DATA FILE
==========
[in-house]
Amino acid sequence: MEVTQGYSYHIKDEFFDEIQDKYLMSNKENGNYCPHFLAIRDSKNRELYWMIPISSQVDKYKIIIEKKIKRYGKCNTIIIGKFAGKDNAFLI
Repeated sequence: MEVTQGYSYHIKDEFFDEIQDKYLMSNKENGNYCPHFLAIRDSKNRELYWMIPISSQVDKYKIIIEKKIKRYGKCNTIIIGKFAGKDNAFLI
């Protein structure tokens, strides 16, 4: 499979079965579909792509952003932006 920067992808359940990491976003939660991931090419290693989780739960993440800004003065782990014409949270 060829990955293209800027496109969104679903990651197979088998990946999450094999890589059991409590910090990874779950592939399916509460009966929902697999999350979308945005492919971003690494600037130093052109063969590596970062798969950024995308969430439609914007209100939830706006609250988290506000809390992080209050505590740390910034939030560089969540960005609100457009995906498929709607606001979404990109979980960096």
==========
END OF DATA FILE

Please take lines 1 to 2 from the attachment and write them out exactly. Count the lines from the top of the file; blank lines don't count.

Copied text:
[in-house]
Amino acid sequence: MEVTQGYSYHIKDEFFDEIQDKYLMSNKENGNYCPHFLAIRDSKNRELYWMIPISSQVDKYKIIIEKKIKRYGKCNTIIIGKFAGKDNAFLI